Inventory for July 9th, 2017
Cheers and welcome back to this week’s inventory! We’ve got a London bar launching the single ingredient cocktail, a free-flowing Negroni bar in New York, a study that is meant to determine if alcohol is healthy for us, and an analysis of the Casamigos sale. Enjoy!
We all know that social media plays an important role in branding these days, and this definitely holds true for bars and restaurants as well. Last week Grub Street posted an article that analyses how chefs can embrace the “power of the Instagram juggernaut” and use it to their advantage. Well worth a read on how social media is influencing our lives and the way we order, eat, and enjoy ourselves.
Duck & Waffle Launches Single Ingredient Cocktails
“Closed-loop cocktail pioneer Rich Woods has launched a menu of single ingredient cocktails at Duck & Waffle made with every part of the ingredient.” Woods’s menu features 10 cocktails, all of which use one key ingredient. Every element of the ingredient is put to use, a tomato will be used from skin to stalk. Woods wants to “illustrate how much flavour can be extracted from a single ingredient and show the levels of complexity that can be obtained from multiple elements of a single source.” Each cocktail is named after its key ingredient, think “Avocado,” “Red Pepper,” “Olive,” and “Tomato.” Apparently, it’s been hard to achieve consistency and uniformity of flavour in the cocktails. To combat this problem Woods has been preparing large batch cocktails, where he blends a small percentage of the old batch with the new. This ensures consistency of flavor.
A Pop-Up Bar in New York Is Offering a Free-Flowing Negroni Fountain
Take me there. New York-based bar Dante is hosting a pop up bar this summer. The bar is more than 100 years old and is known for its extensive Negroni menu. The pop-up will feature a free-flowing fountain of Negroni. The fountain, however, is not bottomless. You serve yourself a $14 glass, while the bartenders look on.
$100 Million Study Will Determine Once and for All If Alcohol Is Healthy
We all know the adage, a glass of red wine a day makes for a healthy heart. But how true is that really? Grub Street reports that the NIH is launching a $100 million clinical trial that will focus directly on whether or not a drink can prevent a heart attack. One caveat though: “Because this is such an expensive study, the NIH has decided to let the alcohol industry pay for the lion’s share of it. Five of the world’s largest alcohol manufacturers – Anheuser-Busch InBev, Heineken, Diageo, Pernod Ricard, and Carlsberg – have pledged $68 million so far.” Hooooow then, can this study be objective?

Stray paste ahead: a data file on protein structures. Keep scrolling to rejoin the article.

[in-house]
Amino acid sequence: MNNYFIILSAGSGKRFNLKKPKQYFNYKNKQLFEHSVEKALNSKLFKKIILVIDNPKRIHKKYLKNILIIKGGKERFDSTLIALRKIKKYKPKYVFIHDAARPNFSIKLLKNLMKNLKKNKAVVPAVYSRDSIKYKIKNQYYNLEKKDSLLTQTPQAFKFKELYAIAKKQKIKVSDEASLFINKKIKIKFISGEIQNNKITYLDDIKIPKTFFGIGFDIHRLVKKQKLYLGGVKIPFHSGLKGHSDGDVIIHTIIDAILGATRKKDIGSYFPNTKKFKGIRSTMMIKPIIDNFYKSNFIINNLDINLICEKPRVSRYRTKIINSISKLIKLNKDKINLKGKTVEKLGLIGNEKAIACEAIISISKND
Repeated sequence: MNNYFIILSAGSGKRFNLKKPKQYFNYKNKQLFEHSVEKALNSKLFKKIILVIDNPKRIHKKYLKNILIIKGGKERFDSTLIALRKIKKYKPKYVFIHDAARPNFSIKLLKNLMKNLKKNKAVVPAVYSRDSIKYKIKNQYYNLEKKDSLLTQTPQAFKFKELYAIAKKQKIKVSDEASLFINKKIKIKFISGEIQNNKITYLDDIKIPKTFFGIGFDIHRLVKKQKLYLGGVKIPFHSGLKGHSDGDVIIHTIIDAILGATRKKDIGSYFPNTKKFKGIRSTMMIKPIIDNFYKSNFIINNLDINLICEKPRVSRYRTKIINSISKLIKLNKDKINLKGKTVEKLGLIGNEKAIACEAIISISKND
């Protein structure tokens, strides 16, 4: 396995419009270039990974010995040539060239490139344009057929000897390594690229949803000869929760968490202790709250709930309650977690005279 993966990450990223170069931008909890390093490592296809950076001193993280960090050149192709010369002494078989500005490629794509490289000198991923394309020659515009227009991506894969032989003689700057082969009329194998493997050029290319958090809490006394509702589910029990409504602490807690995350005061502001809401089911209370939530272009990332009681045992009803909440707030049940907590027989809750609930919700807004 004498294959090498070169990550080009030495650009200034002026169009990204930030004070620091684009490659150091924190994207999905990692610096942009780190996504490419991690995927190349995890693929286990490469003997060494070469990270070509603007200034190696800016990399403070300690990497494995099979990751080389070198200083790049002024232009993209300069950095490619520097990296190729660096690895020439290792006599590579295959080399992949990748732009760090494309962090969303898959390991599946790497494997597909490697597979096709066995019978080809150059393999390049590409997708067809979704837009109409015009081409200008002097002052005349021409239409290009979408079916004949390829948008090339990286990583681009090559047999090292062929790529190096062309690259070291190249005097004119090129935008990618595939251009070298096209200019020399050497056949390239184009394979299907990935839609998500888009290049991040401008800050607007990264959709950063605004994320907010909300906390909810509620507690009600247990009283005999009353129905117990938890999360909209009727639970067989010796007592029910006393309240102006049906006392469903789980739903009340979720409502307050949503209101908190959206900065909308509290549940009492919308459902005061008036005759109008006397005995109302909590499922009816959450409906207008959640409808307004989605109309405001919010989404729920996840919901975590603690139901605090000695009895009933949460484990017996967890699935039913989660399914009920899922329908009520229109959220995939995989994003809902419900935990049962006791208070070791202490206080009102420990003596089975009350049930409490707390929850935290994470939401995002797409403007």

The National Institute on Alcohol Abuse and Alcoholism, which is overseeing the study, is trying to assure people that the industry won’t have any influence. “‘This study could completely backfire on the alcoholic beverage industry, and they’re going to have to live with it,’ its director George Koob says.” Take that with a grain of salt. Grub Street’s analysis is pretty solid: “Even if the study produces fantastic news about alcohol’s health effects, there’s still a chance they could be undercut if the public distrusts the results on account of the role Big Booze played. If the results aren’t good and end up linking moderate use to bunches of maladies, the alcohol industry can’t really dispute them because it backed the study, and sales suffer. It’s not clear how Smirnoff or Budweiser wins in either scenario.”
Can Casamigos Live up to Diageo’s $1 Billion Pledge?
On The Drinks Business, “Adrian Clarke, founder of boutique investment company Delarki, weighs up whether George Clooney’s Casamigos Tequila can live up to Diageo’s $1 billion price tag.” After the acquisition announcement came out, Diageo’s share price fell by 1.05% overnight and many people wondered if Casamigos could live up to its high price. According to Diageo, Casamigos is on track to sell 170,000 12-bottle cases this year. Still, even those sales do not a billion dollars make. “A condition likely put forward by Diageo as part of the agreement also stipulates payment will be made in two tranches: $700m upfront with the remaining $300m depending on performance over the next 10 years.” The Drinks Business argues that the only way for Casamigos to achieve fast growth is to become the bartender’s ingredient of choice for tequila-based cocktails. We’ll see if and how that happens over the next three years.
Foto: Photo via Shutterstock.